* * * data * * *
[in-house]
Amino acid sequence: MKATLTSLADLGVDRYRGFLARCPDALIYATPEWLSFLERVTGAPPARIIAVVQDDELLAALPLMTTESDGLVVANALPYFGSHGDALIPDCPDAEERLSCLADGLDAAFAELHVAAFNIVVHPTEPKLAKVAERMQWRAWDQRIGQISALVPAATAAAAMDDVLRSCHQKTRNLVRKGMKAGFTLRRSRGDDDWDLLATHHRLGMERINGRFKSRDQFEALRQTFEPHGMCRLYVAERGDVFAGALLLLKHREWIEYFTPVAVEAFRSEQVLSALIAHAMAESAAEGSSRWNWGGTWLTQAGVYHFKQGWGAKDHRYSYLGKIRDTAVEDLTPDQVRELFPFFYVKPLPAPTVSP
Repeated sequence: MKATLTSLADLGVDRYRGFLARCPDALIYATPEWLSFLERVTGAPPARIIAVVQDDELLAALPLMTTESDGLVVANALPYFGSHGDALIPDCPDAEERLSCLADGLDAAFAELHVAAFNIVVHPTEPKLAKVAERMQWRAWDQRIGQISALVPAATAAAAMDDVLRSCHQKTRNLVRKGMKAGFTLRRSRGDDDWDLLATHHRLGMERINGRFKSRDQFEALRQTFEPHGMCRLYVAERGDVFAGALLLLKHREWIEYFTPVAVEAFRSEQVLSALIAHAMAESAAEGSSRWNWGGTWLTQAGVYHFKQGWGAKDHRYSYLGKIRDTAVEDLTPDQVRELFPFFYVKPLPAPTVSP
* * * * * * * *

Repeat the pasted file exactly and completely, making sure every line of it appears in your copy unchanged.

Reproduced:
[in-house]
Amino acid sequence: MKATLTSLADLGVDRYRGFLARCPDALIYATPEWLSFLERVTGAPPARIIAVVQDDELLAALPLMTTESDGLVVANALPYFGSHGDALIPDCPDAEERLSCLADGLDAAFAELHVAAFNIVVHPTEPKLAKVAERMQWRAWDQRIGQISALVPAATAAAAMDDVLRSCHQKTRNLVRKGMKAGFTLRRSRGDDDWDLLATHHRLGMERINGRFKSRDQFEALRQTFEPHGMCRLYVAERGDVFAGALLLLKHREWIEYFTPVAVEAFRSEQVLSALIAHAMAESAAEGSSRWNWGGTWLTQAGVYHFKQGWGAKDHRYSYLGKIRDTAVEDLTPDQVRELFPFFYVKPLPAPTVSP
Repeated sequence: MKATLTSLADLGVDRYRGFLARCPDALIYATPEWLSFLERVTGAPPARIIAVVQDDELLAALPLMTTESDGLVVANALPYFGSHGDALIPDCPDAEERLSCLADGLDAAFAELHVAAFNIVVHPTEPKLAKVAERMQWRAWDQRIGQISALVPAATAAAAMDDVLRSCHQKTRNLVRKGMKAGFTLRRSRGDDDWDLLATHHRLGMERINGRFKSRDQFEALRQTFEPHGMCRLYVAERGDVFAGALLLLKHREWIEYFTPVAVEAFRSEQVLSALIAHAMAESAAEGSSRWNWGGTWLTQAGVYHFKQGWGAKDHRYSYLGKIRDTAVEDLTPDQVRELFPFFYVKPLPAPTVSP